"My partner and I are both HIV positive. Do we still need to use condoms?"
The answer is a resounding "yes". For years HIV reinfection or superinfection as it is sometimes called, is a consequence of unprotected sexual encounters between two HIV infected people. Simply put, reinfection occurs when a person living with HIV gets infected a second time while having unprotected sex with another HIV infected person. It's been proven to be possible in laboratory studies as well as in animal trials. And for years, proof that it could happen in real-life situations has been hard to come by. But now, compelling evidence has surfaced in human case studies that have confirmed our fears that HIV reinfection can occur and can be very problematic for HIV infected people.
How does reinfection affect me?
As you may already know there are several strains of HIV. In addition, when exposed to medications, HIV changes or mutates over time. If a person is reinfected with a strain of HIV that is different from the strains already present or if a mutated HIV type is introduced into the body through unsafe sex, treatment will be much more complex and potentially ineffective. For example, I am being treated for HIV and my medications are working well...my viral load is undetectable. Then I have unprotected sex with another person living with HIV and get reinfected with their strain...one that is resistant to most medications. Over time, that new strain will flourish in my body, rendering my once successful treatment useless. Eventually my viral load skyrockets and my immune system pays the price.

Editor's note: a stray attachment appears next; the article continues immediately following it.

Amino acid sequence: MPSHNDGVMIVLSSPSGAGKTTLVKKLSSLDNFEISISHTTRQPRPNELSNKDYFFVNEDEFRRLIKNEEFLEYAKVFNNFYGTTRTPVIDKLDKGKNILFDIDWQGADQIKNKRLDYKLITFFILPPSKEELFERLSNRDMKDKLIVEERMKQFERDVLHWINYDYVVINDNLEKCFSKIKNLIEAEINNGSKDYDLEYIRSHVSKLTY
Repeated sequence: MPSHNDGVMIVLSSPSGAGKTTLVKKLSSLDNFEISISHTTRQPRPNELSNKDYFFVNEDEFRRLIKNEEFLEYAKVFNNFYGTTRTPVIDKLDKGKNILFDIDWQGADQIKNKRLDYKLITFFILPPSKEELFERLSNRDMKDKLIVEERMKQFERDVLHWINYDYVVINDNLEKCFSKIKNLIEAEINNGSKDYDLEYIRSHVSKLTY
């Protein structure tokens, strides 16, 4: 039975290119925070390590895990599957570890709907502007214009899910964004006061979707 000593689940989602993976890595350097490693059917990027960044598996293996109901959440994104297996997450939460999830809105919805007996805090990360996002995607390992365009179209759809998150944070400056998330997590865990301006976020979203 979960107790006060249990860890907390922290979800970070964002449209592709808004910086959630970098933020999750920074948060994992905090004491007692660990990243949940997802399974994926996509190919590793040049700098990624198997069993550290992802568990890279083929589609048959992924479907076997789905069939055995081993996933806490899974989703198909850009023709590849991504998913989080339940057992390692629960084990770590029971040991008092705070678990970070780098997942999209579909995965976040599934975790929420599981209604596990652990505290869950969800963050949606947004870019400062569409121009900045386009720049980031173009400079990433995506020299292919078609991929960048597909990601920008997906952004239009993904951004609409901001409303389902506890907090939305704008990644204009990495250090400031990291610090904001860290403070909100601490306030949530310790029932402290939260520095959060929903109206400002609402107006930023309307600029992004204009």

What should I do to prevent reinfection?
Simply put, to prevent reinfection, safer sex should be the rule with each and every sexual encounter. Be honest with your partner. Insist on condoms each time and explain why. While some feel condoms "kill the mood" or "don't feel as good" as sex without condoms, it is possible to have a very fulfilling sex life that includes condoms.
What if I have already had unprotected sex?
With your partner, introduce condoms into your intimacy. While it will feel different it can be very pleasurable. Also, continue to take your medications as prescribed without missing any doses. Share your concerns about reinfection with your physician and make him aware that you have had an unprotected encounter with another positive person. With this information, your doctor can be in tune to therapy failures is they occur and possible reasons for that failure. He or she may even feel a genotype resistance test could be helpful.
We all know safer sex practices are the most important way to prevent transmission of HIV to the uninfected population. But now it is becoming clear that HIV infected people can benefit from safer sex as well.